Podcast

The First Step: Stephen Green's Lessons Learned as an Entrepreneur and Investor

What does it take to start a business? Is it by having the money or by having investors? Does it depend on having social capital? Or both? Would you believe that it all starts in your head? It all starts with ONE idea that solves a problem. And it's not impossible that 3,000 miles away, someone will pay for that solution you came up with. By taking that first baby step, you're choosing to embark on your journey, from which you'll learn a lot, whether it becomes successful or not. Listen to this episode with Stephen Green to learn about how he started his career in finance and as an entrepreneur. Learn how he uses his background to support Black-owned businesses in Portland through PitchBlack, and how he helped A Kids Book About to start challenging, empowering, and important conversations with kids.

Stephen Green (he/him) from Portland, Oregon is a Blatino who has spreadsheets as his super power and sneakers as his kryptonite. As a result of living in Portland his whole life, he's become a person that gobbles up relationships and community. Like most entrepreneurs, his journey began with his parents who were both entrepreneurs while he was growing up. While his mom started a tech company, his dad worked for Intel for a long time before starting his own HR company with Intel as their main client. And he’s now passed this on to his oldest daughter, who also started a business during the pandemic and now takes him out to dinner. A husband, father, recovering banker, and VC, he’s also the founder of PitchBlack, a pitch competition he started in 2015 that highlights black founders in regions across the country who strive for community over competition. It has expanded to include events in Seattle, Austin, and Philadelphia. And to date, 100 founders have pitched their ideas, more than 1,000 people have attended the combined events, and more than $100,000 has been awarded directly to the winning companies. In addition, the Portland winners have raised an additional $40M in funding since 2015. A startup mentor and advisor to portfolio firms at Backstage Capital, he also held positions at these companies: Director of Operations at PENSOLE, COO at A Kids Book About, and Community Director at WeWork. He co-authored A Kids Book About Family and he's a contributor to A Kids Book About Public Speaking by TEDxPortland, a volunteer-driven, nonprofit organization, where speakers and performers share ideas on a wide range of topics to bring people together and spark deep discussion and connection.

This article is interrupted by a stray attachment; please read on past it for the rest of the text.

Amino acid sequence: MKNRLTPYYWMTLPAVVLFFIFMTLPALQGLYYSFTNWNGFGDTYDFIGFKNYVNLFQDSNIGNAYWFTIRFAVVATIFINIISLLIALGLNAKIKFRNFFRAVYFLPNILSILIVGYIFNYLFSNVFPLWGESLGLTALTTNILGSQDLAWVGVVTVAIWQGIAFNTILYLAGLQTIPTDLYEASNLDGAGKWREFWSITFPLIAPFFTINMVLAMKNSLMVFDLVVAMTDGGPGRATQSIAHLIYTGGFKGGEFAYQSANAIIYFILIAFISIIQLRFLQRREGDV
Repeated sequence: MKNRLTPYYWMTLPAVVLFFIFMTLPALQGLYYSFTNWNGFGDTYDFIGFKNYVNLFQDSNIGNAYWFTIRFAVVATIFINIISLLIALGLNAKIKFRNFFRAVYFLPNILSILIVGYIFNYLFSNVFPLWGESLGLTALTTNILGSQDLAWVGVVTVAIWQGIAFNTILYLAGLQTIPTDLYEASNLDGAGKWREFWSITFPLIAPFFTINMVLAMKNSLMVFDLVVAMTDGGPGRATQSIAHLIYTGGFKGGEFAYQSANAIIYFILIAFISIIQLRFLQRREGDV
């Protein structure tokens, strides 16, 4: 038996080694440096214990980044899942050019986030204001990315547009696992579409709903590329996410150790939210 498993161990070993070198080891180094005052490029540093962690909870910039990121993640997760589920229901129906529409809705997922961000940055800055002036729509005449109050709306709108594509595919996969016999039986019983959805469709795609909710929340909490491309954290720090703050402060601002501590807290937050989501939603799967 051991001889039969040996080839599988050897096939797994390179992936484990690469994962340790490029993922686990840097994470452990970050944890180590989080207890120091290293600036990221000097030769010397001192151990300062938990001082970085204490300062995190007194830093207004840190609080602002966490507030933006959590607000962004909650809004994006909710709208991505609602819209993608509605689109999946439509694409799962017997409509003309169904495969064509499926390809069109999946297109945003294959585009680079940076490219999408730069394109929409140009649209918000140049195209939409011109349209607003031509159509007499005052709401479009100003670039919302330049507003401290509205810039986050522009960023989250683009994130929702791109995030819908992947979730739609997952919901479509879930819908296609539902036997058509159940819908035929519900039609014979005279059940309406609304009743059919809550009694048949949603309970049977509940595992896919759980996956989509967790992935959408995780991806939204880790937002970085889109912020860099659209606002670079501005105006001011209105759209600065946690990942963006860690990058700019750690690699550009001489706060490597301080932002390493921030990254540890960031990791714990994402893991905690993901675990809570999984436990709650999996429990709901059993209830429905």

Timestamps

(02:33) - Icebreaker: How Stephen Green became "The Guy Who Knows Everybody"

(04:06) - Icebreaker: What America looks like through the eyes of immigrants

(04:53) - Icebreaker: His sneaker collection and his three Grail shoes

(07:25) - One of the few things that can give you true gratification

(08:07) - The two kinds of people in the world

(08:44) - His educational background, career in banking, and working with founders

(10:18) - What being part of a community is all about and how you can participate in yours better

(12:16) - PitchBlack's success story

(13:54) - How PitchBlack started and what to watch out for next

(16:53) - Being a Blatino while having his own identity in and out of the home

(19:34) - Why he thinks now is the easiest, cheapest, and quickest time to start a business

(20:45) - The over-glamorized world of entrepreneurship and what you should be focusing on instead before raising money for your business

(23:55) - The core tenets of starting and/or running a business

(25:45) - Ways your Mission, Vision, and Values make or break your business

(27:38) - How Jelani Memory’s A Kids Book About started, how George Floyd’s murder impacted their business, and ways their books bring people together

(31:02) - The two most important pieces of advice he's heard in his 15 years in banking

(32:51) - Why you should never underestimate the power of moving the needle by taking baby steps

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